X-Message-Number: 21027
From: "michaelprice" <>
References: <>
Subject: Robustness of quantum theory
Date: Sat, 1 Feb 2003 00:13:45 -0000

Thomas Donaldson wrote:

> For Michael Price about identity of particles:
> It is not that we would somehow return to some former theory but
> that we would find another better one.

I'm not quite sure where I implied we might return to a former theory, or
that we might not find a better one.  All I'm suggesting is that quantum
theory is sufficiently well established for its core concepts, such as
particle identity, to survive, just as the basic Newtonian concepts of mass,
force, momentum and energy have been incorporated into both relativity and
quantum mechanics.

> Already, as you know,
> protons aren't thought of as single identities but as composed
> of quarks. At least some have suggested an improvement on the
> quark theory which leads to seeing electrons as composed entities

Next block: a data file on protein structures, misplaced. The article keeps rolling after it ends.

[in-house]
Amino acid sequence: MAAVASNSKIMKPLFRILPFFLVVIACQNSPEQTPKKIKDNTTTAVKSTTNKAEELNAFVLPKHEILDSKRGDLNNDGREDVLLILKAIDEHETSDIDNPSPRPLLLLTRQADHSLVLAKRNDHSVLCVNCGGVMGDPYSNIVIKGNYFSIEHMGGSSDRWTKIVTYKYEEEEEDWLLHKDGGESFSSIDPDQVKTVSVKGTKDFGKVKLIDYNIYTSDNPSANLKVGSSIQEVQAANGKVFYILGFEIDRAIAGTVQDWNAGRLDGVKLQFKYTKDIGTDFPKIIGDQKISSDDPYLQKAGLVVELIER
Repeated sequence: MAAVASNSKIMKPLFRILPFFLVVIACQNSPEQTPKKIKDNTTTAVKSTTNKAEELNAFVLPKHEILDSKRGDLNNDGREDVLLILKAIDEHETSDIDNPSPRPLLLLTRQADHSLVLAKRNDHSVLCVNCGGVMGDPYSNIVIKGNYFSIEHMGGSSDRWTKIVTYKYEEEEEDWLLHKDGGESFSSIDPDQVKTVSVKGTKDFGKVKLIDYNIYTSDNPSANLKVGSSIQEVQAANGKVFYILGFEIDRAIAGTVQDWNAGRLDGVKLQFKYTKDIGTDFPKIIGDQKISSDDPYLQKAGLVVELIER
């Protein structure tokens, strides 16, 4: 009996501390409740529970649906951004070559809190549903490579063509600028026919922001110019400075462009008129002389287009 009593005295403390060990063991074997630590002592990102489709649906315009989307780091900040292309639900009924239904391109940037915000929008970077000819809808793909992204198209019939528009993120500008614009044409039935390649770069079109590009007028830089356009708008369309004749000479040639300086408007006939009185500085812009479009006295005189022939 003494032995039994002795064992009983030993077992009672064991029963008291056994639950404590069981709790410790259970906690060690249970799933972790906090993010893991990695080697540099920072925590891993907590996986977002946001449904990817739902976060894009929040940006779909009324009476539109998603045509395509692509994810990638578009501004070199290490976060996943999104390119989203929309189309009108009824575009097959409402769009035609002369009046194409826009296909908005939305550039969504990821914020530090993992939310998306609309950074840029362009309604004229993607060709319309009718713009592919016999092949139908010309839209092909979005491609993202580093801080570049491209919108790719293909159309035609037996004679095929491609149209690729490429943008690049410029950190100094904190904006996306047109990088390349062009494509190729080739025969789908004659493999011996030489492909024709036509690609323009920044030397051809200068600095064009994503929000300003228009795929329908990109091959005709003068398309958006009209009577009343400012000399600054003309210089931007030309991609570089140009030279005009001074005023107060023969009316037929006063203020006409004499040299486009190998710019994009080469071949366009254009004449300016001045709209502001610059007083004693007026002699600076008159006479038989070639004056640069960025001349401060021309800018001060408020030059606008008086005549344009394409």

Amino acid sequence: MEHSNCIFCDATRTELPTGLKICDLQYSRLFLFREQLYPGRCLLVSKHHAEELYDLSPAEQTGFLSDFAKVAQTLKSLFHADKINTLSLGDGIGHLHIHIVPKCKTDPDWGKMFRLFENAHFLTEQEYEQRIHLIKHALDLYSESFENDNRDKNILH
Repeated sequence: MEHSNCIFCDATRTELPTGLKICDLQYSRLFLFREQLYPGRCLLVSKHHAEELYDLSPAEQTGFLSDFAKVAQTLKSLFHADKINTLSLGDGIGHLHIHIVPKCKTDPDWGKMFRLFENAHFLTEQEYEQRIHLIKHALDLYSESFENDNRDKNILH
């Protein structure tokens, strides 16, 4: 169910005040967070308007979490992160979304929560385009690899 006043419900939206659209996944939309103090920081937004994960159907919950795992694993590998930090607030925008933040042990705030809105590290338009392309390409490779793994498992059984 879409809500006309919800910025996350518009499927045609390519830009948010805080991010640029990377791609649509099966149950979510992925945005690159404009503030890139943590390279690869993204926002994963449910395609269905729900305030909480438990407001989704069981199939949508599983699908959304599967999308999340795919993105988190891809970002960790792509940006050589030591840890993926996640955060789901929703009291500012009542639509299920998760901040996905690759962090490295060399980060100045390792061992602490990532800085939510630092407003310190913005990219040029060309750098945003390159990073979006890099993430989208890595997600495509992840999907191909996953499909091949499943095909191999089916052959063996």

> also. Or are they special features of a theory using 15 dimensions
> of which all but 4 collapse tightly?

The example you give suggests that particle identity is a robust concept.
Protons (and atoms) have an internal structure (quarks for protons, as you
point out), yet they are demonstrably identical to each other (i.e. they
quantum interfere as per previous discussion).  By analogy, an electron's
internal or deeper structure (as string/m-theory suggests) is irrelevant to
its identity ; our present concepts of atomic and sub-atomic identity seem
robust enough to survive future advances.

> I am pointing out that right now we don't even know that our
> ideas on the identity of electrons will survive when we work
> out how to combine relativity with quantum mechanics.

I assume you mean general relativity = gravity, since special relativity
(E=MC2) already has been unified with both quantum mechanics and field
theory to produce relativistic quantum field theories, such as quantum

It is noteworthy that all credible attempts (that I am aware of) to unify
relativistic quantum field theory with general relativity are still quantum
theories (hence the term quantum gravity).  This is another indication of
the robustness of quantum theory and our notions of particle identity.

Michael C Price

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